Developing light-driven molecular switches for use on solid substrates
Supervisors: Reinhard Maurer (Computational/ Theoretical Chemistry - The University of Warwick), David Duncan (Surface Scientist - Diamond Light Source)
Designing purpose built molecular devices is one of the ultimate goals of nanotechnology, potentially permitting mechanical control at the sub-nanometer scale. One of the primary fields in such work is the design of light-driven molecular switches and motors, which alter their conformation after exposure to specific frequencies of light. Many molecules have been designed that can perform light-driven switching when in a solvent, however these capabilities are almost always quenched when such molecules are dispersed onto a solid surface.
This PhD project aims to exploit a chemically flexible group of switching molecules, hemithioindigos (HTIs), which can be tailored with a wide variety of different functional groups, to understand what is required to design a molecule that will maintain its switching capabilities on a solid substrate. This will be done by a feedback loop between high precision measurements, that allow us to quantitatively probe the structure of these molecules down to a few thousandths of a nanometer and state-of-the-art theoretical calculations. Theoretical density functional theory calculations will be used to predict how different functionalisations of the molecules will affect their switching capabilities when supported on a substrate, and the experimental X-ray standing waves measurements will then probe these capabilities by monitoring differences in the adsorbed structure, feeding back stringent benchmark parameters to refine the calculations to facilitate more accurate predictions.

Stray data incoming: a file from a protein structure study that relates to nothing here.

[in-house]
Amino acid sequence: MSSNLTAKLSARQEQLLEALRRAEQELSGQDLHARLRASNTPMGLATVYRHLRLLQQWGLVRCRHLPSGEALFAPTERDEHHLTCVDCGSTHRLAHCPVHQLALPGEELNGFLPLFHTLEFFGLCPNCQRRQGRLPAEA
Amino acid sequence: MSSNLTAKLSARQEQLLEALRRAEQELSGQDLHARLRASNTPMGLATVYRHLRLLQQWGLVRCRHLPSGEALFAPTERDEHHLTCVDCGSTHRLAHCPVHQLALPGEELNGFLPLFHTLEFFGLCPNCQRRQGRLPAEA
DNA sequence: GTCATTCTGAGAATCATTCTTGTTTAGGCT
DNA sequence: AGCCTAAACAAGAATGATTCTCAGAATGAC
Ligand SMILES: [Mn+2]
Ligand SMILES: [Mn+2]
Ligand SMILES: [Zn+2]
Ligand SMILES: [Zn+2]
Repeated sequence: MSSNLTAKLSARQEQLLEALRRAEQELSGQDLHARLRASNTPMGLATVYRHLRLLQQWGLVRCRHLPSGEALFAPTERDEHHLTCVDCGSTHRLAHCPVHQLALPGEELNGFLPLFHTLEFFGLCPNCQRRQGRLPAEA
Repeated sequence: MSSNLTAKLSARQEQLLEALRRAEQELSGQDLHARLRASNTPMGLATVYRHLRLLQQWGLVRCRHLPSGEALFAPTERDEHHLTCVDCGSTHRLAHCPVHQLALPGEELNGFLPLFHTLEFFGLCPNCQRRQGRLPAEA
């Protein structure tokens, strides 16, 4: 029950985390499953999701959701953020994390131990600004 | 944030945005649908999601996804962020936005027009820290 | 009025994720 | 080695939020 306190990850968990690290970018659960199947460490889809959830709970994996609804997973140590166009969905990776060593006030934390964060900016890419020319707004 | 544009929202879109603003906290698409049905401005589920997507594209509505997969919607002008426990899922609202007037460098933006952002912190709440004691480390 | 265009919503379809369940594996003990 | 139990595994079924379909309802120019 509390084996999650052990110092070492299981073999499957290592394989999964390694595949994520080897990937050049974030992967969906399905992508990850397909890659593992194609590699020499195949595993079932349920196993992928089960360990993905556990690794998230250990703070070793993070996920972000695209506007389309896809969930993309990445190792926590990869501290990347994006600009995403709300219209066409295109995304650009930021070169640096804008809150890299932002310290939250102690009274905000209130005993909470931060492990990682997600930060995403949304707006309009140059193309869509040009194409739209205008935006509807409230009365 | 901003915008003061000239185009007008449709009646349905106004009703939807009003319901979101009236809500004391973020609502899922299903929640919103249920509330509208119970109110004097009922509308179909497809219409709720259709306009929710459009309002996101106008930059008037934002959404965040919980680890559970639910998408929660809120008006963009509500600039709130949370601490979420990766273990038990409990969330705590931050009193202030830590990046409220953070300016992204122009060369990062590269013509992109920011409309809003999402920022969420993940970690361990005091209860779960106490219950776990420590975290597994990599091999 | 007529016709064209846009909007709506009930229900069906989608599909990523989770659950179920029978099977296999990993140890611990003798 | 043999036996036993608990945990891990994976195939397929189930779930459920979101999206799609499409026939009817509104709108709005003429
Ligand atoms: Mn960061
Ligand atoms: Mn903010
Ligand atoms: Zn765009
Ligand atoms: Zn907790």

Should this work be successful it would constitute a leap forward in such nano-machines, potentially allowing future molecular switches and motors to be rationally designed, rather than relying upon trial-and-error methodologies.
|Analytical Science Centre of Doctoral Training (PhD) - University of Warwick 2020 - Present|
|Master of Chemistry (MChem) - University of Manchester 2016 - 2020|